DirectiveFor this exercise, I'd like you each to write by writing down five places or objects you've seen today. Please be as specific as possible. For example, it's better to write "the asphalt parking lot behind my apartment" than just "parking lot," or "my green toothbrush with the rubber grip" rather than "a toothbrush." For now, I'd prefer you avoid writing about people - today's exercise focuses on language and observation, and the emotional nuances of our relationships add a level of complexity which we'll discuss in-depth as the semester moves forward, but which could be distracting today.
Once you've noted your five places and/or objects, go ahead and write the most extreme descriptions possible. To do so, we'll use three categories: the mythical, the moral, and the "anything goes."
For each of five examples, you'll think of three other objects or places which feel somehow related, no matter how tenuous the relationship - one for each category. Then you'll write a metaphorical description of the place using some kind of mythical, moral, or "wildcard" description. (Note: be careful to avoid similes with "like" or "as.")
For example, if we go with parking lot motif, we might have three related entities:
- The cat who walks across it each morning.
- The rusty Volkswagen with the flat tire parked in the far corner.
- The maple tree dropping its seeds over the lot all summer.
Here are possible examples of the types of metaphors you might write:
- The asphalt stretched all the way out to the eternity of angel wings mangled in the crash (mythical, thinking of the furry cat).
- Life emerges from the hubris of reinforced concrete (moral, thinking of maple trees sprouting from cracks in the sidewalk).
- They parked my dreams out by the edge of the trees, rolled up the windows, and walked away (kinda depressing, thinking of the Volkswagen).
RationalThere is a common belief that a course can teach the "recipe" or the "rules" for writing. Conversely, there are others who believe that writing can't be taught, that the ability to write is an either inborn or acquired skill. In reality, the learning of writing is far more complicated than either of these conceptions reveal. Writing cannot be suddenly learned - not from teachers, and not from birth. Instead, I'd like you to see writing as a lifelong process, one which requires each of us to learn and adapt our work to meet the shifting demands of our lives. The material you write for this course will be different from the writing you submit for a history course, which would then be different from what you'll write for graduate school applications. The writing you do in twenty or thirty years - whether it's project proposals for work, Christmas letters for family, or your next novel - will be more different still.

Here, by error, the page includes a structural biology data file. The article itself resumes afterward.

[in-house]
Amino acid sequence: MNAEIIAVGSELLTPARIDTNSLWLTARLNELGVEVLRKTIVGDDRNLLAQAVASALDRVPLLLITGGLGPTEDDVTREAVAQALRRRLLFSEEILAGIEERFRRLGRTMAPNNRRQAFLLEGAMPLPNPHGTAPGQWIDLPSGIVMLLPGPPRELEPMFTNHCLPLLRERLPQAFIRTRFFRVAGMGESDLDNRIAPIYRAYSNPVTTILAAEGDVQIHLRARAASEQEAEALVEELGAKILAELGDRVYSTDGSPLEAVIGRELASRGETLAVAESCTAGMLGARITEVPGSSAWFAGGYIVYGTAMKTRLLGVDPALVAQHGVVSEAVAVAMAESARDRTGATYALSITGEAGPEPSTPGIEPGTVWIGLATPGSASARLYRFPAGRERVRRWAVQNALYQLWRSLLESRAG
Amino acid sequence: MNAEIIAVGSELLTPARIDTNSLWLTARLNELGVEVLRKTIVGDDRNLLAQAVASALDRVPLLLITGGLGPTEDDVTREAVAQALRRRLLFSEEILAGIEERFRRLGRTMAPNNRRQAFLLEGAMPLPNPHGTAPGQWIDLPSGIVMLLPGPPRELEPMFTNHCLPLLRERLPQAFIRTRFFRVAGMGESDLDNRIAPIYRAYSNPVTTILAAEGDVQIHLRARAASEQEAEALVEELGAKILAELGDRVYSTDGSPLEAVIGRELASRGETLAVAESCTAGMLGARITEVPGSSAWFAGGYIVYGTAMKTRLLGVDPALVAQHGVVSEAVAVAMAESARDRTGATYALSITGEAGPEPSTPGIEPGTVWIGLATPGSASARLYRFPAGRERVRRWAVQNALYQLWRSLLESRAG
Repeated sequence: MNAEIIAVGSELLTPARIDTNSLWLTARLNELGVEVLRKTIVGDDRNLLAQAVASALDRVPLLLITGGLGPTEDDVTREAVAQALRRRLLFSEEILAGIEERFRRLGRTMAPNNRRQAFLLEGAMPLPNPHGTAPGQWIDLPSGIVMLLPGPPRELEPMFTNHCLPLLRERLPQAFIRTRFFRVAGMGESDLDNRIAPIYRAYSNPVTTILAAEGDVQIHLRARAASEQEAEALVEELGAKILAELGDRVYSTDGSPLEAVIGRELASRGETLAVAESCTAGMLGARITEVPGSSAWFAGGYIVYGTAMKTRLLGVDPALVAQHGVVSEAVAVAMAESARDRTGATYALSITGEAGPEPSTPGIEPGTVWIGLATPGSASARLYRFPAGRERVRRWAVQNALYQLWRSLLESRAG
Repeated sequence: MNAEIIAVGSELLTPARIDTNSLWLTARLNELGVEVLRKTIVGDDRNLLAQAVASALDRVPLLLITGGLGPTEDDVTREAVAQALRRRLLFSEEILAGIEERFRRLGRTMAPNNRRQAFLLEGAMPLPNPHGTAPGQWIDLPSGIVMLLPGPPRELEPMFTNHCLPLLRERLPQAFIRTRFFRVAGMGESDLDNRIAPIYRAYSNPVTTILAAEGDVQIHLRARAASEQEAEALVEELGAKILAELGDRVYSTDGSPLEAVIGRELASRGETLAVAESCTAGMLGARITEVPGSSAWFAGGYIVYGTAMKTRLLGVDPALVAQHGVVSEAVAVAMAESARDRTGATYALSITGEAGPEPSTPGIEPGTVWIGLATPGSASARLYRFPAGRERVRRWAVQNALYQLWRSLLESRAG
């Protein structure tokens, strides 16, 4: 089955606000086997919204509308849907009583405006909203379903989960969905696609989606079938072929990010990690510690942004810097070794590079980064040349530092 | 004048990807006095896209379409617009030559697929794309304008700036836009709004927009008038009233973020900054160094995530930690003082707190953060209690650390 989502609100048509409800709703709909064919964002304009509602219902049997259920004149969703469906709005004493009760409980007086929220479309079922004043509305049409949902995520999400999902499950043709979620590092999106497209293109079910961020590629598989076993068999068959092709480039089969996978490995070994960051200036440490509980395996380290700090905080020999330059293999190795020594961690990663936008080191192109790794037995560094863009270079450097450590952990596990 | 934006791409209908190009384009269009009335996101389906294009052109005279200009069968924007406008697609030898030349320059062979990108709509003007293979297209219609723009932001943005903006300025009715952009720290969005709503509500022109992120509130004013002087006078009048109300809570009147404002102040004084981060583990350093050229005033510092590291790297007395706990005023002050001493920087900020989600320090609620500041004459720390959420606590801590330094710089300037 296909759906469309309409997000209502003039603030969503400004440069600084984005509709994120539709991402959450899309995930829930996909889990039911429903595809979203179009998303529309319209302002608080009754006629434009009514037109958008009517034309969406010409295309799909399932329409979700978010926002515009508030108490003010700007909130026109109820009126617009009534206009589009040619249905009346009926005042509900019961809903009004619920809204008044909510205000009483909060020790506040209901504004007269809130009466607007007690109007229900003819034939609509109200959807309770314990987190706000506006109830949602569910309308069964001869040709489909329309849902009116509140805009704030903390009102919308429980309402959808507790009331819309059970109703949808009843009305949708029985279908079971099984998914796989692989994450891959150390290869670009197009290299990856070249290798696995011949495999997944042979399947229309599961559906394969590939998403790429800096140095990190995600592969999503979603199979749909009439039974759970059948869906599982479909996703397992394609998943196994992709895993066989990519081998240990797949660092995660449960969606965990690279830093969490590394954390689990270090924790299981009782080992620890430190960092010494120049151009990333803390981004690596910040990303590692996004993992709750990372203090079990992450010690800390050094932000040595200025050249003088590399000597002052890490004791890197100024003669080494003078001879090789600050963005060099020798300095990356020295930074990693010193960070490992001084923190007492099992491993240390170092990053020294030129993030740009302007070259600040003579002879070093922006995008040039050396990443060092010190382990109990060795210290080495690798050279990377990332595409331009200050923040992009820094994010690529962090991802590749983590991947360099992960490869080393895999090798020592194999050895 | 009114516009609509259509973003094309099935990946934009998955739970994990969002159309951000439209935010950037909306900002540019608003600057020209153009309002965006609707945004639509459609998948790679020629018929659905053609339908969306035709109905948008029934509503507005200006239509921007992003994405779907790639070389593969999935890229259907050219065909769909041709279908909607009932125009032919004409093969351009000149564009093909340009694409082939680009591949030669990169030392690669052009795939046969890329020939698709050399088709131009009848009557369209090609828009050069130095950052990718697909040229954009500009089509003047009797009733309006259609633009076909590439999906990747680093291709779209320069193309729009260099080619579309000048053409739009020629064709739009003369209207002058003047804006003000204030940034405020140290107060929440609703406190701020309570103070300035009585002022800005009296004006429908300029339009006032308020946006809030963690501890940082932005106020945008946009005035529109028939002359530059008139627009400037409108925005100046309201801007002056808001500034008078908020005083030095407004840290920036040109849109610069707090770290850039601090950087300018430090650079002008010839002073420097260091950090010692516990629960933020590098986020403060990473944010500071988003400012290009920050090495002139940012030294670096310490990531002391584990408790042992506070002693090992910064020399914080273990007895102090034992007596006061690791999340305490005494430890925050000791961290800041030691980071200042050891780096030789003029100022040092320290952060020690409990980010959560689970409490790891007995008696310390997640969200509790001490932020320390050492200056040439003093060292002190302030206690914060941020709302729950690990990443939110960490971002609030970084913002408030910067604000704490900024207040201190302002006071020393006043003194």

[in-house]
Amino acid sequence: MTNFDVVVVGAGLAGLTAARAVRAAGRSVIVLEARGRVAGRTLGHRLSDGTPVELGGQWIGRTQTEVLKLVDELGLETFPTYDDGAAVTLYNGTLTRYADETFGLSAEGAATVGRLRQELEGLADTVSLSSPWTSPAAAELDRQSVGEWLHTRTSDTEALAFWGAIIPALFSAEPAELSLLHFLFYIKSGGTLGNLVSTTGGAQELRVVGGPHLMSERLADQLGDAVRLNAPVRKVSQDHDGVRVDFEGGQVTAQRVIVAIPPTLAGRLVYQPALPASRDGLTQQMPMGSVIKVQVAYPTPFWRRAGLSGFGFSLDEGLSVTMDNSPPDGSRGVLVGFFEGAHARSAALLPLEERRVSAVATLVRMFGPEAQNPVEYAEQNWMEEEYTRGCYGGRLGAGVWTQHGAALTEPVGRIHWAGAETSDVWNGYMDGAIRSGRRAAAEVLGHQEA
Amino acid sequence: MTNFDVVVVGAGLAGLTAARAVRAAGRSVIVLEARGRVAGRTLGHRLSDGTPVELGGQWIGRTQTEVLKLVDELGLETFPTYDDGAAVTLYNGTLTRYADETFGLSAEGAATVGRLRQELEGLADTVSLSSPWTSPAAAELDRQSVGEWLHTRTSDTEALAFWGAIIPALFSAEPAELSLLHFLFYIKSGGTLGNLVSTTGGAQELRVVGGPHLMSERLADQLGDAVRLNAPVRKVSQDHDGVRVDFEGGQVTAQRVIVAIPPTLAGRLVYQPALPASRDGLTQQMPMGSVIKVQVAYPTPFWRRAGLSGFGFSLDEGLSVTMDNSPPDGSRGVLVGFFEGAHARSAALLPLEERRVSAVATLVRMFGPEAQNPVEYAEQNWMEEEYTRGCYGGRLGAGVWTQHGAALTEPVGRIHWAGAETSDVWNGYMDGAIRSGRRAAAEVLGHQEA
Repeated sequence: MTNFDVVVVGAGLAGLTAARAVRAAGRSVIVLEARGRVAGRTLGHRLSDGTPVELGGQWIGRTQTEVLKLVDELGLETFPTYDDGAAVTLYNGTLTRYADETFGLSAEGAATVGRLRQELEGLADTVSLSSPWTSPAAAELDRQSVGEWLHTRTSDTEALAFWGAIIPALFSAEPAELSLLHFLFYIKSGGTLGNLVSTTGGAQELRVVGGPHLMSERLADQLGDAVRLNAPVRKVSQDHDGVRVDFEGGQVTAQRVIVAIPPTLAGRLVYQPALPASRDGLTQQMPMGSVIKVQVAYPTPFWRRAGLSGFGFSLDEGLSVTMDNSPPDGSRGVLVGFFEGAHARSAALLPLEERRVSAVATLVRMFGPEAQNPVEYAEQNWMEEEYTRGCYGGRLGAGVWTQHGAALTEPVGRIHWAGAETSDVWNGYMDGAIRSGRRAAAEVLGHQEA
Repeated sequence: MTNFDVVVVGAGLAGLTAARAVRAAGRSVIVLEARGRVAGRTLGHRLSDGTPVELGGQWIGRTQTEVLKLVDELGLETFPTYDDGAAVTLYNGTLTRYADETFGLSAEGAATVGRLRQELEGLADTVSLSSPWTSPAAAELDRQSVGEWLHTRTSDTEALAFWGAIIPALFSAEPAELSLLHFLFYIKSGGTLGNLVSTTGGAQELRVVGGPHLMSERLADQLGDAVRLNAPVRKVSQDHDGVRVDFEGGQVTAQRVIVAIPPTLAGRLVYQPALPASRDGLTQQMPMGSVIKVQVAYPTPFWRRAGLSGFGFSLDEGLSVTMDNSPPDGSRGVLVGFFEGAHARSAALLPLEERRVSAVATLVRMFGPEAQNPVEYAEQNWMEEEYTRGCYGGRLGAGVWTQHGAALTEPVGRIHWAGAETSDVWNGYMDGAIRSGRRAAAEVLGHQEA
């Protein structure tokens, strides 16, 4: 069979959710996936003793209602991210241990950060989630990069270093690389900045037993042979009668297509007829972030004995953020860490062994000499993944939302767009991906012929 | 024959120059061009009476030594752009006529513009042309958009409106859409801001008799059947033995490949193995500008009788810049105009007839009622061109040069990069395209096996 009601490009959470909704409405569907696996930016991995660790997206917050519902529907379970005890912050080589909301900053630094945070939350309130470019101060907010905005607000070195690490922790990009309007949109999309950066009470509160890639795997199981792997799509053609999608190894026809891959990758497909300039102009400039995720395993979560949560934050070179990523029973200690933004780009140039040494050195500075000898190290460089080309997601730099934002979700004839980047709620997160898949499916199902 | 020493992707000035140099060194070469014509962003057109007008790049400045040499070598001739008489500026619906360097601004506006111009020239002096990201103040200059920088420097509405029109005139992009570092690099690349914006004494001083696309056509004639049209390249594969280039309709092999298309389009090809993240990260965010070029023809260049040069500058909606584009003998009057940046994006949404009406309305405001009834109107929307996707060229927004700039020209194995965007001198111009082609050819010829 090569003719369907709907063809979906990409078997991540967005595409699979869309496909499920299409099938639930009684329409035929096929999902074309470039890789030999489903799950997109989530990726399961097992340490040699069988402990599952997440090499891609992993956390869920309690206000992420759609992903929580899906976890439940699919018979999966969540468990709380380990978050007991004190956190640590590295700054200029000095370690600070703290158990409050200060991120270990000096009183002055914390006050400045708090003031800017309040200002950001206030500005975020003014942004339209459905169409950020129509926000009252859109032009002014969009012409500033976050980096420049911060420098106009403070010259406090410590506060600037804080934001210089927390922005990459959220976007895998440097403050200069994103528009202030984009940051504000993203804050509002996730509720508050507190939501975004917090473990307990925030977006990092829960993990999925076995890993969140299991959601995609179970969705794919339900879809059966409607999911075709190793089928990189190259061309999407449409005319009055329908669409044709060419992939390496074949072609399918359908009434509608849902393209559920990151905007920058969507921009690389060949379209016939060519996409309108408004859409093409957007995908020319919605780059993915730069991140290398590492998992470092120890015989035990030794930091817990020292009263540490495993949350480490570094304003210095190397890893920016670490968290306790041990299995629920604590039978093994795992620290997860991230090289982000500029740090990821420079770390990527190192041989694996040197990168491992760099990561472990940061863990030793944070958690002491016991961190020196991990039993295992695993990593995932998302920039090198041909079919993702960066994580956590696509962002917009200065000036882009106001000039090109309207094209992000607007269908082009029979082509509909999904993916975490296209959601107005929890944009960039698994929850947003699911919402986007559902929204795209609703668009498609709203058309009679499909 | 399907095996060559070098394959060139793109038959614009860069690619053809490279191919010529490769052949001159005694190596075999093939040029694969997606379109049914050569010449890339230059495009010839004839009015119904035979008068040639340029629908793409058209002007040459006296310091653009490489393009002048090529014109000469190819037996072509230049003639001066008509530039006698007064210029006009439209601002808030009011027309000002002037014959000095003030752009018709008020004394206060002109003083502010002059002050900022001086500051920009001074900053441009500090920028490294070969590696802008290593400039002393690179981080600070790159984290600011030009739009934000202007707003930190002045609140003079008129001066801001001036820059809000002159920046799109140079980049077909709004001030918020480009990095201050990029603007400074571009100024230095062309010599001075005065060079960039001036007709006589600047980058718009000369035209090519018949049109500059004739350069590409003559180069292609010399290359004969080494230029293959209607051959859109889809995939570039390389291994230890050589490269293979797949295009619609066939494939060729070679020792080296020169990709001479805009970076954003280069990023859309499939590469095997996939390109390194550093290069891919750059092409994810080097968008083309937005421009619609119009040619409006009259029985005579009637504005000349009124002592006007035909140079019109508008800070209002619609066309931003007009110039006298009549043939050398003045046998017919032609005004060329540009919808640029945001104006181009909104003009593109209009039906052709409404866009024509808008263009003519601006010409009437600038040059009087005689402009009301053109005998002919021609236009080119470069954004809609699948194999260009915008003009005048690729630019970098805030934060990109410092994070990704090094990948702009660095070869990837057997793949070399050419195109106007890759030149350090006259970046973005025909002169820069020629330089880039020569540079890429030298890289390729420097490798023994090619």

However, regardless of the different approaches and reasons behind your writing, you will always be engaging an audience. The goal of all good writing is to convey relevant information in memorable ways. Whether you are writing about time traveling robots or boy wizards or that first trip to the DMV, you want to help your reader see, hear, and feel the ideas you are expressing.
My goal in this exercise is to introduce you to the idea of using precise, concrete details in conjunction with emotional and often abstract imagery in order to leave a lasting impression in the minds of your readers. Realistic images provide anchor points for the imagination, but we must also employ language which draws out the appropriate emotions to accompany these images. We give our readers cues to see all we wish to share.
But please note that this is only an introduction - you'll naturally adjust your use of detail to meet the needs and purposes of your writing. An e-mail to your accountant at tax time wouldn't include references to money "green as my lawn," but Carl Sandburg once wrote a poem about the futility of war which centered around the grass growing over the graves and trenches.
One of the guiding principles behind this lesson is the sure knowledge that we are each individually taking part in the complex ecosystem of language. I hope that you'll use this lesson to understand metaphor as an approach to both seeing and feeling language in the same breath, but know that not all writers see its importance in the same way. Franz Kafka, for example, hated metaphors: they made him "despair literature" (Deleuze and Guattari 22). He preferred the idea of a language like Yiddish, which he said could be experienced "so violently that you will be frightened, no longer of Yiddish but of yourself..." (26).
The goal, then, is to find the right balance for the task at hand. This exercise is meant to make you more aware of imagery and metaphor in the context of rhetorical situation so that you'll be able to profit from the appropriate use of both, to use illuminating images with the kind of language which will hold the reader's attention.